"Lucky" Fluckey, as he was known, rewrote the rules on submarine warfare in the last year of the Pacific War. He changed the way American submarines stalked and killed their prey. The fact that the Barb sank the highest tonnage of any American sub in the War justified his methods.

Racing along the surface in the dark, Fluckey used the superior surface speed and m
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Jim
Aug 01, 2011 Jim added it
A fast & enjoyable read. Eugene Fluckey took over command of the USS Barb, a submarine that had only sunk 1 Japanese ship in its previous patrols. Commander (later Admiral) Fluckey led the Barb on its next 5 patrols, 1 more than he was supposed to have been in command. He won the Congressional Medal of Honor for a daring attack against 2 anchored convoys in a shallow Chinese harbor and had to escape pursuit by the Japanese by dodging rocks and getting behind a group of Chinese junks.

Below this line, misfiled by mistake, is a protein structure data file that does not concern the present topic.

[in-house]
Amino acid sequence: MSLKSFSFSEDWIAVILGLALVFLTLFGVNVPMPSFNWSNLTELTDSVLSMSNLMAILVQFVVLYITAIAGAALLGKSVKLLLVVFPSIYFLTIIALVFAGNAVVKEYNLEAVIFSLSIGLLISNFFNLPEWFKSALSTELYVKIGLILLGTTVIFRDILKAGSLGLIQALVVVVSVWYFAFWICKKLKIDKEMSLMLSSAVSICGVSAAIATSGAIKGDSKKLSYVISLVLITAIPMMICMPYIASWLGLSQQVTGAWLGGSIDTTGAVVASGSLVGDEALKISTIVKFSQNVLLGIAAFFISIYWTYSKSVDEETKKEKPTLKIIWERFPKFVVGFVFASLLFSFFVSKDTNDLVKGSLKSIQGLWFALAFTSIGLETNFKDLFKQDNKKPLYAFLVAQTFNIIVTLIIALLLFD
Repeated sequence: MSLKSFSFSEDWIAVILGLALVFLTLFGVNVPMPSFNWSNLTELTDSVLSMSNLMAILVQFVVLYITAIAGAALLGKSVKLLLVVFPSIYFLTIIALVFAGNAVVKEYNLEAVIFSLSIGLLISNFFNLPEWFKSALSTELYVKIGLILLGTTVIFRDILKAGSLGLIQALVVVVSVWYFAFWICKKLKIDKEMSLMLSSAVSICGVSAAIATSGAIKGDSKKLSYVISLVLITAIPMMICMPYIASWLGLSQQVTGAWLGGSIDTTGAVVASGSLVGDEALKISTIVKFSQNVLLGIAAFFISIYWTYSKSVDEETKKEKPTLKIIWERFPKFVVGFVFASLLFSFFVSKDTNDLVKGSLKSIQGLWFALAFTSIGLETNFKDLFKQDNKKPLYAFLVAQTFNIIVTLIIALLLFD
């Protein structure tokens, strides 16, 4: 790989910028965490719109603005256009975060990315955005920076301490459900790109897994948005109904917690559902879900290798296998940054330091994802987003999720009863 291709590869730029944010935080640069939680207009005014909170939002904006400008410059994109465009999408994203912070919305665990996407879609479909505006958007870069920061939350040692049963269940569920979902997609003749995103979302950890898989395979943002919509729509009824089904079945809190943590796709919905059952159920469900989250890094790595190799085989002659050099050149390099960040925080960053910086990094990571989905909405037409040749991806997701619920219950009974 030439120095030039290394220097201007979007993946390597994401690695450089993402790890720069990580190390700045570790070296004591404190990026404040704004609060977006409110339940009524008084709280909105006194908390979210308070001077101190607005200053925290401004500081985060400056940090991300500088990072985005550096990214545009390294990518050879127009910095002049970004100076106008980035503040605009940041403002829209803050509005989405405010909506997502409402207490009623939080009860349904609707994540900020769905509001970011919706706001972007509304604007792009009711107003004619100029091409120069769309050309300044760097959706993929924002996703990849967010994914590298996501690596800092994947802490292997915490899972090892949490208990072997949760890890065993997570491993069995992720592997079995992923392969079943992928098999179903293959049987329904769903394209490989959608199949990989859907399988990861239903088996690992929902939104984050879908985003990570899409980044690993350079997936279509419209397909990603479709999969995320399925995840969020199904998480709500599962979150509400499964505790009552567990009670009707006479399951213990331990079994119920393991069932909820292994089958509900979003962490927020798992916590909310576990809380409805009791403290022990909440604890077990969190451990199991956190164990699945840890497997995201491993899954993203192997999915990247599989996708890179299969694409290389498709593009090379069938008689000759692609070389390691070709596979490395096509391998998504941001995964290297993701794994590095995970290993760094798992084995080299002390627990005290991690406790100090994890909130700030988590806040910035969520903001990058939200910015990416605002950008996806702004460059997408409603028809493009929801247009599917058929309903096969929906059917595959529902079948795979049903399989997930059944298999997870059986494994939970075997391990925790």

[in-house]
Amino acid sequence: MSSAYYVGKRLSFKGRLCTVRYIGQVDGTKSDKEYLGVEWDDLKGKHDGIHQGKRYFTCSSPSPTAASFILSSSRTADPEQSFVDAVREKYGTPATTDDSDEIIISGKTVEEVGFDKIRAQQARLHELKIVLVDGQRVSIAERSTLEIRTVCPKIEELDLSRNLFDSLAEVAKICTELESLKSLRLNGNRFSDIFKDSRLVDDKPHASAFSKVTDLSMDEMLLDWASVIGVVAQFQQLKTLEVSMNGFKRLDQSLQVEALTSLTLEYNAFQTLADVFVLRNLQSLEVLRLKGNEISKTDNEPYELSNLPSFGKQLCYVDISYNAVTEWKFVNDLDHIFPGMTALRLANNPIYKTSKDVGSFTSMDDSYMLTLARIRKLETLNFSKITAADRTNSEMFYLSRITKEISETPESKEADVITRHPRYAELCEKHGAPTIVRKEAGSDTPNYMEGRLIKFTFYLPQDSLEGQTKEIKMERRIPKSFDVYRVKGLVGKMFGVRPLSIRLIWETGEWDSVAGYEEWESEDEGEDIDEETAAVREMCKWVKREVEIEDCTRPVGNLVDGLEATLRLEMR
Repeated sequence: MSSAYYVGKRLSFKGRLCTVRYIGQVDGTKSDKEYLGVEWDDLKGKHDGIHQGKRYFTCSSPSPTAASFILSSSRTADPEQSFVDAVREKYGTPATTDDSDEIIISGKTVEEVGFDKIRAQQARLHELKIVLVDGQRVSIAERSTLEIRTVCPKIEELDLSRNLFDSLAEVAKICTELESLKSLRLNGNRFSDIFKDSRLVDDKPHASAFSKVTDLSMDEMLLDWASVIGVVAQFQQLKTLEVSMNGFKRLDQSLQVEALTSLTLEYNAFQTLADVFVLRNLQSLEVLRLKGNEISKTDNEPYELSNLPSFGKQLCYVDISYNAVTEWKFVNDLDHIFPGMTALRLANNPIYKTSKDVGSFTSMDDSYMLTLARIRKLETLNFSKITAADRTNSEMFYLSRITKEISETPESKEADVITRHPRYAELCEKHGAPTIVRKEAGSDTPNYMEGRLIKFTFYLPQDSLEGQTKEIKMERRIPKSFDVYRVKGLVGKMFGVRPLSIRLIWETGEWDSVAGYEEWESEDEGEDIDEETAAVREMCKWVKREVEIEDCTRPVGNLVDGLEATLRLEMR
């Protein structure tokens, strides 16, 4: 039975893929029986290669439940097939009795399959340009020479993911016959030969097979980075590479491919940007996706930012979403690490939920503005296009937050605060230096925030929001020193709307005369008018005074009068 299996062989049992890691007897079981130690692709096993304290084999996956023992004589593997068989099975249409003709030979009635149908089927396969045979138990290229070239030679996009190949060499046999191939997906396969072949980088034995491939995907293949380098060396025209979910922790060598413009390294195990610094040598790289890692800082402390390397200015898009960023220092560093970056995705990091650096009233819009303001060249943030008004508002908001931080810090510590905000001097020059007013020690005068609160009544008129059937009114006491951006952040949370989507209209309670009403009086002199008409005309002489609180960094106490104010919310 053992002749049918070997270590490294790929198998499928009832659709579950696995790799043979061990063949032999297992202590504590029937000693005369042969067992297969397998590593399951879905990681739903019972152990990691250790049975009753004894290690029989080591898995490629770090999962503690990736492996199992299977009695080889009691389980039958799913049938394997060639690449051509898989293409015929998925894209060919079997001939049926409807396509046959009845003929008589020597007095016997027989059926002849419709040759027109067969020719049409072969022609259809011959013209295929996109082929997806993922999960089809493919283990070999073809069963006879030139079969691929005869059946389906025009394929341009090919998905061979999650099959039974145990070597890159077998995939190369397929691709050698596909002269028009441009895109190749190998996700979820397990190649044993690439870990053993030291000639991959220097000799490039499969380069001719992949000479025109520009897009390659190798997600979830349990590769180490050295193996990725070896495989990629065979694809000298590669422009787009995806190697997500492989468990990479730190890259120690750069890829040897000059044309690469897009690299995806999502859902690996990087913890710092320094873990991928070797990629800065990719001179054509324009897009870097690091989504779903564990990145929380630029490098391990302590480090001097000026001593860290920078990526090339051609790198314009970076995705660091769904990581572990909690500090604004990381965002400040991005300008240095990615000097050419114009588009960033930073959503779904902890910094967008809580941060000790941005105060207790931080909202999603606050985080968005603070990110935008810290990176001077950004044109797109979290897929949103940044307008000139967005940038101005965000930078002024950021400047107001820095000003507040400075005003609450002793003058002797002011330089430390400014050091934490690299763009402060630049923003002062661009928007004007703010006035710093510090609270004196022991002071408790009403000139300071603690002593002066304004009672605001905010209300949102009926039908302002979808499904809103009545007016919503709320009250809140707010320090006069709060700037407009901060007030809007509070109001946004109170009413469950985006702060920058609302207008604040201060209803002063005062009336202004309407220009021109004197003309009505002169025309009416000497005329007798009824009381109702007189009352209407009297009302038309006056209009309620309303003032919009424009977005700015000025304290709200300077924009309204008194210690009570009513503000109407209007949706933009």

He revol
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John Gordon
Apr 02, 2015 John Gordon rated it really liked it
Shelves: history
The USS Barb under the command of Eugene Flukey was the most successful American submarine in World War 2. I have been curious about the Pacific submarine campaigns and found this book to be quite an eye opener. Written by Eugene Flukey himself with additional material from a crewman diary and other American and Japanese sources, the voyages of this submarine are narrated.
I found the style a little annoying at first, the author does not hesitate to "blow his own horn" and relates reconstructed c
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Charles T Elston
Captivated to the end